Poetry in the city.
[Text and photos by Mayank Austen Soofi]
The Delhi Walla arranged to meet poet Iffat Zarrin at her home in Galli Hakimwalli in the city’s Old Quarter. In her 50s, Ms Zarrin occupies the office of the bursar in Mata Sundari College. She grew up in the Walled City; her father was a poet. “In the beginning he asked me to stay away from poetry,” she says. “But he quieted down after realizing my passion for it.”
Every evening Ms Zarrin’s father hosted a meeting of poets in his drawing room and she would be entrusted with the task of serving the tea. “I would hear people such as Khumar Barabankbi, Shamim Jaipuri and Sahir Hoshiyarpuri.”
Ms Zarrin’s husband is a businessman; she did not change her last name after the marriage. “Why should I adjust my identity for my husband?”
A member of Urdu Academy in Kashmere Gate, Ms Zarrin has published a book of her verses. She is left with a single copy of that book — it has been partially damaged by termites.
“I write whenever an idea occurs to me,” says Ms Zarrin. “It could happen in the kitchen, or on the way home from the college.” Ms Zarrin shares a poem with us.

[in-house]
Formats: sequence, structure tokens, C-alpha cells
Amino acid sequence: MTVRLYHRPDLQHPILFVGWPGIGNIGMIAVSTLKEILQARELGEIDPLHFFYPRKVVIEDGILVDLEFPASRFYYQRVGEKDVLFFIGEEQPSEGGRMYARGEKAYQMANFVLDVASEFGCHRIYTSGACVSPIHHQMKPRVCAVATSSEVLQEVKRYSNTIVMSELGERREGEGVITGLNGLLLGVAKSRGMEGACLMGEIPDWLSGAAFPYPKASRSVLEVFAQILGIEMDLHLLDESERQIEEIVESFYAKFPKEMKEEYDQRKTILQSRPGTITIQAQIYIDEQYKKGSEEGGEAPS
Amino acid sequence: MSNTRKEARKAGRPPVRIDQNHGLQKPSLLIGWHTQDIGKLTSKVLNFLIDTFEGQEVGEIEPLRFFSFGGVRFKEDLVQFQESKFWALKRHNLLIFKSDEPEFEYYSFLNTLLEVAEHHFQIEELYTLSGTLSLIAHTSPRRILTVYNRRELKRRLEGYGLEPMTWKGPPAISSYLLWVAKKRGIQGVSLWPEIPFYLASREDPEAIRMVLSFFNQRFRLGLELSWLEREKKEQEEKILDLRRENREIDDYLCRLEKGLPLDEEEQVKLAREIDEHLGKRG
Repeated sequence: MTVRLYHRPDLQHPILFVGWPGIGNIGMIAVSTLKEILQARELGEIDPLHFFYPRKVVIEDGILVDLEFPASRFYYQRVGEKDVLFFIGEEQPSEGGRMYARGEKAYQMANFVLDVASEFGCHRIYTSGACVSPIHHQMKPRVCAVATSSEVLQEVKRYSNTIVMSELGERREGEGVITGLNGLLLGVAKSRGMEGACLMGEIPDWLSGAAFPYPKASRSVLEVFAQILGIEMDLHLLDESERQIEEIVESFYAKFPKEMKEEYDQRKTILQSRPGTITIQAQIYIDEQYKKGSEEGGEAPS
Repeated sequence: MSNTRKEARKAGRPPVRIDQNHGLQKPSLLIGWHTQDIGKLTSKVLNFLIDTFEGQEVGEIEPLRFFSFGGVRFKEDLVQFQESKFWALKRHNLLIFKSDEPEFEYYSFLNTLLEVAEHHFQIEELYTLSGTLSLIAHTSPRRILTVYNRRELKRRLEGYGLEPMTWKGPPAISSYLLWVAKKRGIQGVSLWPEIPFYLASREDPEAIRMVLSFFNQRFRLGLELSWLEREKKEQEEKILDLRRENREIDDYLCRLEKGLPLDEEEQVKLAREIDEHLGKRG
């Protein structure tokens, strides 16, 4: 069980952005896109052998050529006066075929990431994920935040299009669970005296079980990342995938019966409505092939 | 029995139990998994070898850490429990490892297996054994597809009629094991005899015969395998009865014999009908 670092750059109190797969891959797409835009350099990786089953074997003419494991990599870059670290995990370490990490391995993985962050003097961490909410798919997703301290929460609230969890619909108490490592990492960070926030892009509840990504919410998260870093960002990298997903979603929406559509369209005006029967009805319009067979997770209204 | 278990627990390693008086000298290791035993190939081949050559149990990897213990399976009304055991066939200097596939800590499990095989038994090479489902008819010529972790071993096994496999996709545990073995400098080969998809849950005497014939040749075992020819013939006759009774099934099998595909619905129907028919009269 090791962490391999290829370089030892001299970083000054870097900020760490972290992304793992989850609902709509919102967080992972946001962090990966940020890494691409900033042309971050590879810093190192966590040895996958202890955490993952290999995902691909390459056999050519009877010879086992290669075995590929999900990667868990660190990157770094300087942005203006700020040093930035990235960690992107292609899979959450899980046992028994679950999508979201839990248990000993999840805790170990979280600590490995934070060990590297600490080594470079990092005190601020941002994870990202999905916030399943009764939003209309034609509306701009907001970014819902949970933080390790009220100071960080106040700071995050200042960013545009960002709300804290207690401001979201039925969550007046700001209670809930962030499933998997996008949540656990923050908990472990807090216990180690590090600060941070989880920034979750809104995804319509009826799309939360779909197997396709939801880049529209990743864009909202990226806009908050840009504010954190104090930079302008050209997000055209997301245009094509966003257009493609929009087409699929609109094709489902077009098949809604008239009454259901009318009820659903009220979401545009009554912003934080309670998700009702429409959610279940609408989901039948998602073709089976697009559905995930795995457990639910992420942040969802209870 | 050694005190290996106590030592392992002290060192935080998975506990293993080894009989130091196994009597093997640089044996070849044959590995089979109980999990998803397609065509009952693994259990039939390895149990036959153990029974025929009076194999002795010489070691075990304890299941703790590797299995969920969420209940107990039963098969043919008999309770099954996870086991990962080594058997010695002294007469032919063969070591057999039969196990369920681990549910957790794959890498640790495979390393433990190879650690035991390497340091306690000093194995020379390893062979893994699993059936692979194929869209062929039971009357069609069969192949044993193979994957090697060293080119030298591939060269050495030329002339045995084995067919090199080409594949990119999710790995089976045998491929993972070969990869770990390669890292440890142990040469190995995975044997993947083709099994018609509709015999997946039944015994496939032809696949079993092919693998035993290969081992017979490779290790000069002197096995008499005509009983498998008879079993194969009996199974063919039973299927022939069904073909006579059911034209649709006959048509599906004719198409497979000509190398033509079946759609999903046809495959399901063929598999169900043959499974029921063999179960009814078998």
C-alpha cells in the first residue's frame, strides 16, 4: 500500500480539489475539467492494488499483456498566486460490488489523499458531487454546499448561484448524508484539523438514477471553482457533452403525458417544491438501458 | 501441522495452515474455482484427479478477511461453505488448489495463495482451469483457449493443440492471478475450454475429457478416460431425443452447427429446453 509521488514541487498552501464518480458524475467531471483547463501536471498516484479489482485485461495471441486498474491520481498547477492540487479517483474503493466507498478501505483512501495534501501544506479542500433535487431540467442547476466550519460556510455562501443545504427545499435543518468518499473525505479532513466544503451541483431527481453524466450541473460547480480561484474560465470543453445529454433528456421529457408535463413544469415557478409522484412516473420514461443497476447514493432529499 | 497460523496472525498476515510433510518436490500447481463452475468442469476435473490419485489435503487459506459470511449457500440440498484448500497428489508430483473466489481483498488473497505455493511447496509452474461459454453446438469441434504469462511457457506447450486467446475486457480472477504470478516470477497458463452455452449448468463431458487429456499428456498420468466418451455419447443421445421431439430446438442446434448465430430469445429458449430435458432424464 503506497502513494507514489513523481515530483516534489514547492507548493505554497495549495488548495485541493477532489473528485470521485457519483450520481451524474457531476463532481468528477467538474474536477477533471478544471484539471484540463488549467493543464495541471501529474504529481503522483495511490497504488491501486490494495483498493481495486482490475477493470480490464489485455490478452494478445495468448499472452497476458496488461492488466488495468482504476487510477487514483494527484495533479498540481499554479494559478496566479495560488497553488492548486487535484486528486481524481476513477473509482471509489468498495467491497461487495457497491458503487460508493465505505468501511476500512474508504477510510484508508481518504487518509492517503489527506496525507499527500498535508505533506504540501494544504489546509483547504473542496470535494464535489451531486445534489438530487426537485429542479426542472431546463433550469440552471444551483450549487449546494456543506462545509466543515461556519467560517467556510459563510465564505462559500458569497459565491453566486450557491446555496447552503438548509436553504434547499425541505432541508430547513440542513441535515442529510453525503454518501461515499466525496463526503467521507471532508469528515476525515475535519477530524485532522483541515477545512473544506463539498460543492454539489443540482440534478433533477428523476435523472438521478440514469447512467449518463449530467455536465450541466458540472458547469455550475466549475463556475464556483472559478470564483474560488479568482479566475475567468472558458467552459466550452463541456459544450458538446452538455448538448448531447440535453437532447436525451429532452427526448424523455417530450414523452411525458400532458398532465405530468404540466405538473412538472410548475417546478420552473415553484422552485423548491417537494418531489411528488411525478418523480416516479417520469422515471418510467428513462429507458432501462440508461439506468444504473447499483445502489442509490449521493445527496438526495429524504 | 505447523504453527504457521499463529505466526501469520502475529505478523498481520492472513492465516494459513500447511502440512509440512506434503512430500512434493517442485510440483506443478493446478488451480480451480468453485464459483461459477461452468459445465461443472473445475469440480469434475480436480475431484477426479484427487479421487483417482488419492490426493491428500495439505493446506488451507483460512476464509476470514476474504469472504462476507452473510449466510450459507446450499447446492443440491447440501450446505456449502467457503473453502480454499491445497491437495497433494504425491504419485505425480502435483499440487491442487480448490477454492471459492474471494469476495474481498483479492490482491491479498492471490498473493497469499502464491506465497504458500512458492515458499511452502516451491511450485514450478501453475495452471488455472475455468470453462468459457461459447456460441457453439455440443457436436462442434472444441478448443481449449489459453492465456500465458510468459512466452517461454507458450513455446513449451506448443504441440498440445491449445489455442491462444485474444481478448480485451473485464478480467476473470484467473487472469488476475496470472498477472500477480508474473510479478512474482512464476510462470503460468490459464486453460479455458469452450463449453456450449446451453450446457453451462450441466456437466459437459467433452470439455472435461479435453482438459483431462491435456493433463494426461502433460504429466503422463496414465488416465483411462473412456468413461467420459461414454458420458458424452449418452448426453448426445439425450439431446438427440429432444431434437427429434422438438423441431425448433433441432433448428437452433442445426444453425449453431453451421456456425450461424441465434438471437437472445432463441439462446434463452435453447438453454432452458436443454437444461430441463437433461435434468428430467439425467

Meri kaamwalli bai aur mein
Dono mein koi phark nahin
Woh bhi aurat hain
Mein bhi aurat hoon
Woh bhi ghar-ghar kaam karti hain
Main bhi naukri karti hoon
Woh doosro ki joothan khati hain
Main apno ki jhoothan khati hoon
Samaj ki zillat who bhi seheti hain
Aur main bhi bardasht karti hoon
Fark sirf status ka hain
Varna haalat dono ki ek jaisi hain
My maid and I,
There’s no difference between the two of us.
She is also a woman,
I am also a woman.
She works in several households,
I also have a job.
She eats other people’s leftovers,
I eat my people’s leftovers.
She also suffers from the society’s insults,
I too have to undergo the same.
The only difference between us is of the social status,
Otherwise we both are same.]
A poet’s world